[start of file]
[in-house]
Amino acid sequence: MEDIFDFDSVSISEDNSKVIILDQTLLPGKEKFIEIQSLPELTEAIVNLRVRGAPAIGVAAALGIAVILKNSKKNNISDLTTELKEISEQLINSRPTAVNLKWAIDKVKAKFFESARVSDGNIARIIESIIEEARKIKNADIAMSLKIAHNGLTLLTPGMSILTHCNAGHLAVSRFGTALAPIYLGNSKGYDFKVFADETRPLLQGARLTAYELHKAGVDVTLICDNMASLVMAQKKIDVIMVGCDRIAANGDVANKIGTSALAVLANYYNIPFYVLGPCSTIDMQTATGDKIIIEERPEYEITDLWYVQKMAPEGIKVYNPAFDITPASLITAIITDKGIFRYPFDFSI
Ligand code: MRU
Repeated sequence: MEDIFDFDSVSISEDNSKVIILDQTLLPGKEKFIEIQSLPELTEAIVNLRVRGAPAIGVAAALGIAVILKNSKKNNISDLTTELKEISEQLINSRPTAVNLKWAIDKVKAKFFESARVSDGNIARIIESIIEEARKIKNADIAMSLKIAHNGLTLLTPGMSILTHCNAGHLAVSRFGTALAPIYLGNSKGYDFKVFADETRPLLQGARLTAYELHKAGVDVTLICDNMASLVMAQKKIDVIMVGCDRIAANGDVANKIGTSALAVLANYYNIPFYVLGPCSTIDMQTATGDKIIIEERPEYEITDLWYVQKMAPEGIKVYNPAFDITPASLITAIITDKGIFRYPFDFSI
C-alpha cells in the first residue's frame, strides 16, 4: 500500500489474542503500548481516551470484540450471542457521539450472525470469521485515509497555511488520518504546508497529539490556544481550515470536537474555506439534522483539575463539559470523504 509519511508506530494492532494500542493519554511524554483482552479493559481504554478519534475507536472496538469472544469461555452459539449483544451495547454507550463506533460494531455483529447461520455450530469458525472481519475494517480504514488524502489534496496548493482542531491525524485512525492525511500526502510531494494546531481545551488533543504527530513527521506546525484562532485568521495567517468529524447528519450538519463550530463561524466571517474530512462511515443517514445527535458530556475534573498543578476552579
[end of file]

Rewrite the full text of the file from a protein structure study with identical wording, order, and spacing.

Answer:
[in-house]
Amino acid sequence: MEDIFDFDSVSISEDNSKVIILDQTLLPGKEKFIEIQSLPELTEAIVNLRVRGAPAIGVAAALGIAVILKNSKKNNISDLTTELKEISEQLINSRPTAVNLKWAIDKVKAKFFESARVSDGNIARIIESIIEEARKIKNADIAMSLKIAHNGLTLLTPGMSILTHCNAGHLAVSRFGTALAPIYLGNSKGYDFKVFADETRPLLQGARLTAYELHKAGVDVTLICDNMASLVMAQKKIDVIMVGCDRIAANGDVANKIGTSALAVLANYYNIPFYVLGPCSTIDMQTATGDKIIIEERPEYEITDLWYVQKMAPEGIKVYNPAFDITPASLITAIITDKGIFRYPFDFSI
Ligand code: MRU
Repeated sequence: MEDIFDFDSVSISEDNSKVIILDQTLLPGKEKFIEIQSLPELTEAIVNLRVRGAPAIGVAAALGIAVILKNSKKNNISDLTTELKEISEQLINSRPTAVNLKWAIDKVKAKFFESARVSDGNIARIIESIIEEARKIKNADIAMSLKIAHNGLTLLTPGMSILTHCNAGHLAVSRFGTALAPIYLGNSKGYDFKVFADETRPLLQGARLTAYELHKAGVDVTLICDNMASLVMAQKKIDVIMVGCDRIAANGDVANKIGTSALAVLANYYNIPFYVLGPCSTIDMQTATGDKIIIEERPEYEITDLWYVQKMAPEGIKVYNPAFDITPASLITAIITDKGIFRYPFDFSI
C-alpha cells in the first residue's frame, strides 16, 4: 500500500489474542503500548481516551470484540450471542457521539450472525470469521485515509497555511488520518504546508497529539490556544481550515470536537474555506439534522483539575463539559470523504 509519511508506530494492532494500542493519554511524554483482552479493559481504554478519534475507536472496538469472544469461555452459539449483544451495547454507550463506533460494531455483529447461520455450530469458525472481519475494517480504514488524502489534496496548493482542531491525524485512525492525511500526502510531494494546531481545551488533543504527530513527521506546525484562532485568521495567517468529524447528519450538519463550530463561524466571517474530512462511515443517514445527535458530556475534573498543578476552579